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Discussion Starter · #1 ·
In a recent thread I mentioned a break in the tub of my 91 Jag.
During a recent short trip I got a bunch of loose snow in the engine compartment. I turned around to head home, but ended up getting it stuck and the motor quit.
I was already having trouble with the belt getting wet, and the throttle cable acting sluggish.
I got it started today, but it wouldn't stay running without pumping the priming knob.
What most likely is the problem?... Is it more likely the fuel pump iced up or the carburator?... or should I bring both in the cabin, or will it dry out if I let the sun get on it?
Thanks much...
 

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The fuel pump is sealed unless you got snow in the gas tank. I'm guessing you have a iced up carb. You can take it off and bring it in to thaw and dry it out. You could try a hair dryer if you leave it on the machine.
 

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Discussion Starter · #3 ·
I appreciate the input. I don't want to remove anything I don't have too. I figured on having to remove the carb, but am holding off until warmer weather. It is supposed to be in the 40's in a few day's.
I don't have a hair drier, but I suppose I can drain the carberator and set it up high on a shelf. The wood heat keeps it pretty toasty up about head level.
Is there anything that a "novice" mechsnic should look at?....
It will run as long as the primer knob is slowly pumped, but it is a bugger to get running. Usually it starts pretty easy...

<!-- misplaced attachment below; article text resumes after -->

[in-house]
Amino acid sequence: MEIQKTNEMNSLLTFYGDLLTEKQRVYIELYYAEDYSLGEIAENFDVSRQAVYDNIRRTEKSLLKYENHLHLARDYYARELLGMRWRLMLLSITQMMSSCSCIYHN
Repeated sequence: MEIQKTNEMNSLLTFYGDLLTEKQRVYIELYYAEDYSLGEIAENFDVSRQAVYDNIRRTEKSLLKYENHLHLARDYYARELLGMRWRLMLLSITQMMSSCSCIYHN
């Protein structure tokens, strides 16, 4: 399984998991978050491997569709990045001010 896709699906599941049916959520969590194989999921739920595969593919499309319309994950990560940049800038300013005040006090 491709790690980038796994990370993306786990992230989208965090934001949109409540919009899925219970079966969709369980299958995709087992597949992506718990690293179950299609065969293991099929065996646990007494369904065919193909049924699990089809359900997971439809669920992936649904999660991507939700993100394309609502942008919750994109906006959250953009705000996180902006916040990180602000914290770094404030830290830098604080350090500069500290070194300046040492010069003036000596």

Thanks again...
 

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what your describing is likely from a lack of fuel.
that's why it will run if you keep priming it; and why it's hard to start.

Could be water in the carb bowl that freezes and won't let the float sink enough to allow gas to fill in.
Pull the line from the the pump to the carb and pull the rip cord.
You should have a fair amount of fuel pushed out of the line.
If you do, it's most likely in the carb, or a cracked gasket etc.

If there isn't much gas coming out, then it might be the pump
or a restriction in the tank.
Take your time with a good light and just follow things from start to finish.
 

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Discussion Starter · #5 ·
Thanks much all, for the advice. It got up to +30 today, so I removed the carb.. as you can see in the pic there is ice inside...
I dumped the "liquid" out of the unit before bringing it in the cabin. Tomorrow, I'll give the fuel pump test a try.
Fortunately, I've disassembled (and reassembled!!) Mikuni carbs before, so I kinda know that part. I'll give it a good cleaning and reinstall.
I haven't had the machine long, but it was not a hard starter... In fact it even fired just a bit today during my puttering...
Anybody know of a source for PDF service manuals?
thanks again!



catcarb1
 

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Yup lots of ice in and out of that carb.
Should check for ice/snow in the air box too, or you'll pull enough moisture in that might happen again.

LOL the dates wrong on your camera according to flickr page.
.....(This photo was taken on January 1, 2006 using a Sony DSLR-A100.)

I grabbed a manual named "Arctic Cat 1990-1998 Service Manual.pdf" from somewhere.
Just google it and I'm sure you'll find one.


PS.
love true-grit both new and old.
but like the original ending the best.
 

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Discussion Starter · #7 ·
I did plug the hose ends to try and prevent any extra moisture condensation in the airbox. I haven't located the intake for that yet though, so I could only plug the one end...
Thanks much for the advice and I'll try and search for a manual.
I never set the dates on digital camera's... just to lazy I guess!

regards..

p.s. my hero's have always been cowboys...
 
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